# Planing Hull Transom Breakaway Angle

Discussion in 'Hydrodynamics and Aerodynamics' started by tkdchris, Apr 19, 2017.

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### tkdchrisEngineer

I'm looking at the mounting height for an outboard that is set back from the transom on a box, the cavitation plate needs to be just below the surface of the water as it would be if the outboard was mounted on the transom. Is there a formula for working out the the height adjustment required.

The theory as I see it is that when the craft is planing the water breaks away from the transom cleanly, which is lower than the dynamic waterline. This lower water will then of course raise up the further aft from the boat you go.
This will be a function of speed, deadrise and distance aft of the transom. Potentially running draft could also play a part.

Any help would be greatly appreciated.

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### Mr EfficiencySenior Member

A rough rule of thumb would be at least an inch per foot of setback. But really you need to have the ability to go up or down a hole or two after on-water testing, to fine-tune matters. And make sure the boat can handle the centre of gravity going rearward.

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### cmckessonNaval Architect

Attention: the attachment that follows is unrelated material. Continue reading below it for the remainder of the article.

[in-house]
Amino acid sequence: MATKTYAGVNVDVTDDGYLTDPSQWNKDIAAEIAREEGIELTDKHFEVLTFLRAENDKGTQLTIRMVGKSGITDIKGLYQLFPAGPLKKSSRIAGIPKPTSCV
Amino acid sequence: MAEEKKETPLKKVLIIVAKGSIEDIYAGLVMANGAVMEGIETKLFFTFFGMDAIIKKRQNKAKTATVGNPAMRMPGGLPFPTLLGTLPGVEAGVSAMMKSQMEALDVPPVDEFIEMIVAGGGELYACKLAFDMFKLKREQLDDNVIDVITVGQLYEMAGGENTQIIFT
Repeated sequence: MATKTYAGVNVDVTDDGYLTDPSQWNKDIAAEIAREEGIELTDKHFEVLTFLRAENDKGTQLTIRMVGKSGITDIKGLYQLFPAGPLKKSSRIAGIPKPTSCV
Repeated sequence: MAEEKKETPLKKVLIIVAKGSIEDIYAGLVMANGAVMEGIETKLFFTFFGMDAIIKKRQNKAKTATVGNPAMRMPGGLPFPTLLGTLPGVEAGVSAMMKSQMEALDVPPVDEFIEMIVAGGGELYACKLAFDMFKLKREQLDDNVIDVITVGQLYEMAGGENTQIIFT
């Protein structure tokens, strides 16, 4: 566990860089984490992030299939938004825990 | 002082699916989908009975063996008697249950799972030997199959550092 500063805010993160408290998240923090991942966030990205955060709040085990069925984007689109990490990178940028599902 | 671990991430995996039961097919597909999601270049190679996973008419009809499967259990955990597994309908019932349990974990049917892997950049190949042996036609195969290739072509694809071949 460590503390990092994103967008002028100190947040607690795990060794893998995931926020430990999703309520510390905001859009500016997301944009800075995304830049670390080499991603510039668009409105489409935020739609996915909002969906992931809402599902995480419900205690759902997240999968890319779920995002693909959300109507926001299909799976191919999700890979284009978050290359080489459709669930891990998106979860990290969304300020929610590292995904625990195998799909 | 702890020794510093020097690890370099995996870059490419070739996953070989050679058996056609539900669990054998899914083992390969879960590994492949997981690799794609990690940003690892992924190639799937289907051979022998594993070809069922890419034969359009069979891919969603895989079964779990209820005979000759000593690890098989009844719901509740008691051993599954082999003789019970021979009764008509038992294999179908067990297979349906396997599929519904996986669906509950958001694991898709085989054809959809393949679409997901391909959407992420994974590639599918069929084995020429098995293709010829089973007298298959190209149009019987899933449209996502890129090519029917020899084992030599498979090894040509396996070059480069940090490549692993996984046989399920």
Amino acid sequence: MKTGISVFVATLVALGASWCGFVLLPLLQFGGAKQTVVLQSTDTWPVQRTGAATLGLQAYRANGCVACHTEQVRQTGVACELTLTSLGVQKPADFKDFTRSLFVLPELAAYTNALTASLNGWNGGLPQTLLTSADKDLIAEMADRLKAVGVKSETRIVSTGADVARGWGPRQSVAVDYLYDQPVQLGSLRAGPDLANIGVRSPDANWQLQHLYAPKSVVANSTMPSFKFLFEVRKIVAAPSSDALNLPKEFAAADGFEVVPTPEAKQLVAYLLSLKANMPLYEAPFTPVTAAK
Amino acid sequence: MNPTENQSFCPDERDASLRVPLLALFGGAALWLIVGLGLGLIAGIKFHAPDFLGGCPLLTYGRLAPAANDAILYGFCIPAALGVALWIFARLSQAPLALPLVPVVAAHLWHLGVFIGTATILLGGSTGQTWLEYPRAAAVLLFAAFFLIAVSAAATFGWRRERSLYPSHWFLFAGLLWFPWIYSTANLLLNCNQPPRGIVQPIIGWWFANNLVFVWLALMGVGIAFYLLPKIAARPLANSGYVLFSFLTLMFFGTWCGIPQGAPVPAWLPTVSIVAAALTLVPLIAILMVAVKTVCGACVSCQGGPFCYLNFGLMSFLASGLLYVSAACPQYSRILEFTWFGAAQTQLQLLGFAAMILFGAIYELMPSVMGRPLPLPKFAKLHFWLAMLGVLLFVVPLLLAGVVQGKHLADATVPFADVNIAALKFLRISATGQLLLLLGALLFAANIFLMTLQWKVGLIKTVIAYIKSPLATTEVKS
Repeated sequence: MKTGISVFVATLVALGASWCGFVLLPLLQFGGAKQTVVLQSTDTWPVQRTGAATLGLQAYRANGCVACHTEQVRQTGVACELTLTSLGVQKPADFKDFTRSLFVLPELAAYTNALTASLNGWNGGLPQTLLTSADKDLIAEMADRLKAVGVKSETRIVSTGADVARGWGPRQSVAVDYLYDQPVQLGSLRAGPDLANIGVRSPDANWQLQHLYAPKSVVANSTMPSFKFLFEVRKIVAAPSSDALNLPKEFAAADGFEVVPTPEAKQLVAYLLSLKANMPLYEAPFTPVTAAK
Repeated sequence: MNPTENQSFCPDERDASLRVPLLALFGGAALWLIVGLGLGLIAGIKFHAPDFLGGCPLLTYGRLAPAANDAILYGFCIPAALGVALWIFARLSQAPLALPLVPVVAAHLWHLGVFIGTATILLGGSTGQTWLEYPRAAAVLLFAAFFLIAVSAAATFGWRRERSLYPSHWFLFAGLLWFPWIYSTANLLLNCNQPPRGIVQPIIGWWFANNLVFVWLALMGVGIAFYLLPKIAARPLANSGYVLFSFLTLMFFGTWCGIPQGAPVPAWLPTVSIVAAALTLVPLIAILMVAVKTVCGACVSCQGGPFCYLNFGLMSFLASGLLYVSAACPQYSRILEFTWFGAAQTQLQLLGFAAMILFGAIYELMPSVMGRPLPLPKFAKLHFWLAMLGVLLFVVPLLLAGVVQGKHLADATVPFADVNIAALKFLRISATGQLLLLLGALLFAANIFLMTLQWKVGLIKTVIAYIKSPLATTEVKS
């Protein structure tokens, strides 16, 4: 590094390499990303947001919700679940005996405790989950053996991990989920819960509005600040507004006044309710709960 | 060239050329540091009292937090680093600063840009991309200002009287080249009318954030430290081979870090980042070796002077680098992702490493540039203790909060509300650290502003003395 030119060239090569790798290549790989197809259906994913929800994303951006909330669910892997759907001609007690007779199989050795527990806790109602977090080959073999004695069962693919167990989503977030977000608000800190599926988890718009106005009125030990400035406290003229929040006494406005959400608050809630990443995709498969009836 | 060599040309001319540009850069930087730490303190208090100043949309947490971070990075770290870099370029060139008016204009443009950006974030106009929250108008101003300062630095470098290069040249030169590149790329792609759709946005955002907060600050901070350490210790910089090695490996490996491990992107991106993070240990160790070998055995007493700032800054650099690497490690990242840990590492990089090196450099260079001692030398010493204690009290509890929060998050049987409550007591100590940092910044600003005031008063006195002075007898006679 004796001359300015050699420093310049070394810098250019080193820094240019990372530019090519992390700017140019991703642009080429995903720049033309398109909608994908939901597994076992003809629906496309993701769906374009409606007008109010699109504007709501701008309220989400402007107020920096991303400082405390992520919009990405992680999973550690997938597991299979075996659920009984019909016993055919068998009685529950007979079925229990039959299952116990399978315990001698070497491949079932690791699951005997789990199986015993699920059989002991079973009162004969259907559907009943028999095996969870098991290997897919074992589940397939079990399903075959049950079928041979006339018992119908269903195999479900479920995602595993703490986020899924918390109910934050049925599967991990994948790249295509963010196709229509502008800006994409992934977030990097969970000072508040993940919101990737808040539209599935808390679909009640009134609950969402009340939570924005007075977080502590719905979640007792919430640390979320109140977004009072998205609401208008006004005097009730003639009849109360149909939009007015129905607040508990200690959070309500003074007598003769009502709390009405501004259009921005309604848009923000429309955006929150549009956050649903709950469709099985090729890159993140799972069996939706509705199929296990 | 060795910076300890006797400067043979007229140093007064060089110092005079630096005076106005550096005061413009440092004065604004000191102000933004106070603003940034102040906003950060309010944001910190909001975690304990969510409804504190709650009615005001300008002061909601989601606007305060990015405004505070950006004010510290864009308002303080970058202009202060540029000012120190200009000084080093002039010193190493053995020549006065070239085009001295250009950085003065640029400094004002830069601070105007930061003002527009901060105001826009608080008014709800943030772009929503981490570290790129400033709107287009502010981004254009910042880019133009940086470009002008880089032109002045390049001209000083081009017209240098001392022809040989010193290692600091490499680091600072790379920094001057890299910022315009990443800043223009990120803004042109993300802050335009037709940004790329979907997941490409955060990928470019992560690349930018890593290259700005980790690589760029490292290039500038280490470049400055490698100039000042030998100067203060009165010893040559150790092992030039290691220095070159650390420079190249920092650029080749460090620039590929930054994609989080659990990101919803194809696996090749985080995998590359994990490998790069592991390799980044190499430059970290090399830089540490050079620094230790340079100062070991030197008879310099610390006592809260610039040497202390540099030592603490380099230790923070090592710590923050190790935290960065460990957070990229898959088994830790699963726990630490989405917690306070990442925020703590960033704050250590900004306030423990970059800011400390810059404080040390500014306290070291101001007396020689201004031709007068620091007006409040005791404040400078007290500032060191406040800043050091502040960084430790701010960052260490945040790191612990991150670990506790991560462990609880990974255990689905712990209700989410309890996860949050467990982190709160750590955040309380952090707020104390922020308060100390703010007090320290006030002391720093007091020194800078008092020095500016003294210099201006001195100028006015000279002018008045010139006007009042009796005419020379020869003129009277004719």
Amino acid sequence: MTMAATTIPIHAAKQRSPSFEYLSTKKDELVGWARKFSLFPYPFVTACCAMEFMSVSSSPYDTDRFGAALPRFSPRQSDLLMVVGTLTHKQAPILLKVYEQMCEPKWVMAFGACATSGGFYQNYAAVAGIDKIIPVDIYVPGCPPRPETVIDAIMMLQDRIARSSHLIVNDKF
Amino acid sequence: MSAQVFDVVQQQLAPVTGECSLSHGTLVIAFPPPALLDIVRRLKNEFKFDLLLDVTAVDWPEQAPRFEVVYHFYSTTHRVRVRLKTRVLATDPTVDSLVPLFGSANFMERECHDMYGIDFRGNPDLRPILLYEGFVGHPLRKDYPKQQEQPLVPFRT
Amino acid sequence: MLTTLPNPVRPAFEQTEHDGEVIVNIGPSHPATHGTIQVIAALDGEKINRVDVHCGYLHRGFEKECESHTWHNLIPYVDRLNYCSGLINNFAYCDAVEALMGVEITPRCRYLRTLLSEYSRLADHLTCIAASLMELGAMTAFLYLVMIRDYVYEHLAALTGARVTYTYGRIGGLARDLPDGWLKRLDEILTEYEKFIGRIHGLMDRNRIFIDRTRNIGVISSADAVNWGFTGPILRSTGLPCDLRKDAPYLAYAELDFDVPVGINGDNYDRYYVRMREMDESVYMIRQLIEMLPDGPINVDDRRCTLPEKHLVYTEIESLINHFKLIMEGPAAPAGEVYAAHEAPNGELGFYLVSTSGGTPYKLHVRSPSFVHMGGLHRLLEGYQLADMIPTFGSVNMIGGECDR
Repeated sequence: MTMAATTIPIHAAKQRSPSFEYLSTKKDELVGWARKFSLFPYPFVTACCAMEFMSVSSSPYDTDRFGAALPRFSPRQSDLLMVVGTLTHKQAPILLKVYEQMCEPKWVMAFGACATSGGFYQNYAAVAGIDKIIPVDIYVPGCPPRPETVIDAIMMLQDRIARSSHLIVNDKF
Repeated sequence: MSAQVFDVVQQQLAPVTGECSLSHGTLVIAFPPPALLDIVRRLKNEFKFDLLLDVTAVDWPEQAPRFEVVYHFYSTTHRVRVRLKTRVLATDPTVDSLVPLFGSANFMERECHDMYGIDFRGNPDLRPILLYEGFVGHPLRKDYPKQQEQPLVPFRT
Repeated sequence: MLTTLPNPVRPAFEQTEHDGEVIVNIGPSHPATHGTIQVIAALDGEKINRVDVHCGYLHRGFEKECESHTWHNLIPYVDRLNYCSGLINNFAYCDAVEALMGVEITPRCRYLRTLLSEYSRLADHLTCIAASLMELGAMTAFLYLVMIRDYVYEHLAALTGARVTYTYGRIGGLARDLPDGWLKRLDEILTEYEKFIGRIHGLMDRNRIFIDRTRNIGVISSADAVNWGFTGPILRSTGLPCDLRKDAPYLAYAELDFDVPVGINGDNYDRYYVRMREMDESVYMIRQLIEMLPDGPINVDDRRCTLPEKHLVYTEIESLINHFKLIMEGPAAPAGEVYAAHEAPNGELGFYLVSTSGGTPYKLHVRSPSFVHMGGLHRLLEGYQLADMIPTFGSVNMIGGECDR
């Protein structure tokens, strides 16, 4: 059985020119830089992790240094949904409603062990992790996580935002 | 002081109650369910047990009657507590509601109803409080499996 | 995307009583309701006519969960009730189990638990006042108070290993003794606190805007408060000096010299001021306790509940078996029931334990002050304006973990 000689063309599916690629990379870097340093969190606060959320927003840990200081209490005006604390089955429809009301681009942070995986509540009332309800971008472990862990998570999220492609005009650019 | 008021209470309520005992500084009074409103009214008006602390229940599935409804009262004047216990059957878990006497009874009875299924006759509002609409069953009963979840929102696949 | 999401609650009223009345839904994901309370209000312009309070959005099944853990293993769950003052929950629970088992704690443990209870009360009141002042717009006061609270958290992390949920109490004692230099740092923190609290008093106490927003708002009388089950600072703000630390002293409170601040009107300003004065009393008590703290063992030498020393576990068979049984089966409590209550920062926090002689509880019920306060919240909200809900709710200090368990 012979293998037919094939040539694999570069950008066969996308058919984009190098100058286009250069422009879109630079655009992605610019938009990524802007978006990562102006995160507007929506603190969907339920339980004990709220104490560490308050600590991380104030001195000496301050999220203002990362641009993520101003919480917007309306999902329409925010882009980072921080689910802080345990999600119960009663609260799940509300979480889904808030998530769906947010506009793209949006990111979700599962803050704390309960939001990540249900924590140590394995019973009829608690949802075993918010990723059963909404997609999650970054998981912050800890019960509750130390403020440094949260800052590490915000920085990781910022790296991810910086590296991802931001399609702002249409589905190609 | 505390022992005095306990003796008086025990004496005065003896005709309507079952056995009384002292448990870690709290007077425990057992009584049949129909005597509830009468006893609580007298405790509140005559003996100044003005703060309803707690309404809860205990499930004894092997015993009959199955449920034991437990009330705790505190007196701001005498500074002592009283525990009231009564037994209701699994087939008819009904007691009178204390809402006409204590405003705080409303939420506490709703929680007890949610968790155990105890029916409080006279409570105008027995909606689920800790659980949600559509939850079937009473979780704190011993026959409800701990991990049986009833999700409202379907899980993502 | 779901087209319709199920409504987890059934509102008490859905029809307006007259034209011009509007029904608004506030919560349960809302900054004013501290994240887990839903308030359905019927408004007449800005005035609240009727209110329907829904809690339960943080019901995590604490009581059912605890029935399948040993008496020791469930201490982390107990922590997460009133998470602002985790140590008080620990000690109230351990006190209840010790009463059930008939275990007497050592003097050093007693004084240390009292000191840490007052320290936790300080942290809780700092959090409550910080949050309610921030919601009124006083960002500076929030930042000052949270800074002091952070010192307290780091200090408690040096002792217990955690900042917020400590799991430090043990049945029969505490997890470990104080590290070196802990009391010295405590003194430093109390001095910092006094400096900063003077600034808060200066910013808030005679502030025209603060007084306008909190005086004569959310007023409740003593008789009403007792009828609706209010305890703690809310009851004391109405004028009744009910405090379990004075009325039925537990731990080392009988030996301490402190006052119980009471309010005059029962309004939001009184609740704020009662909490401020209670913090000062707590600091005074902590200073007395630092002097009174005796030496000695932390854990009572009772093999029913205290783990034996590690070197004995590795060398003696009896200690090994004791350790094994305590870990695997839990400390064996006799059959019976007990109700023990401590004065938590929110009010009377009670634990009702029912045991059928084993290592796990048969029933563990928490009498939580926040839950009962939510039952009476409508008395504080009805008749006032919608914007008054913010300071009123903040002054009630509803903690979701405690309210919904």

This states that, right at the transom, the slope of the surface is:

dz/dx = root-g root-2 root-T20 / v

where:

root-g means the square root of the gravitational acceleration
root-2 means the square root of 2.
root T-20 means the square root of the draft of the transom
v means the speed of the boat.

The units must be consistent, e.g. m/s2, metres, metres/second

The formulation is only exact right at the transom. The slope diminishes (according to this model) as you move aft of the transom.

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### jarmo.hakkinenJunior Member

Savitsky, Morabito et al have been researching this, and their formulas are as attached. They used those to study stepped hull performance.

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### Mr EfficiencySenior Member

So the trim angle is of negligible importance ?

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### cmckessonNaval Architect

Mr. Efficiency: In the ballistic analogy the trim has negligible effect because even with trim there is very little initial vertical velocity imparted to the water. In effect the water particles "fall upward" from at rest, driven by gravity (i.e. hydrostatic pressure.)

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### tkdchrisEngineer

jarmo.hakkinen: thanks, that's exactly what I've been looking for. When you add in the extra distance the outboard will be lowered into the water due to the vessel trim angle by moving it aft it looks similar to Mr Efficiency's rule of thumb.

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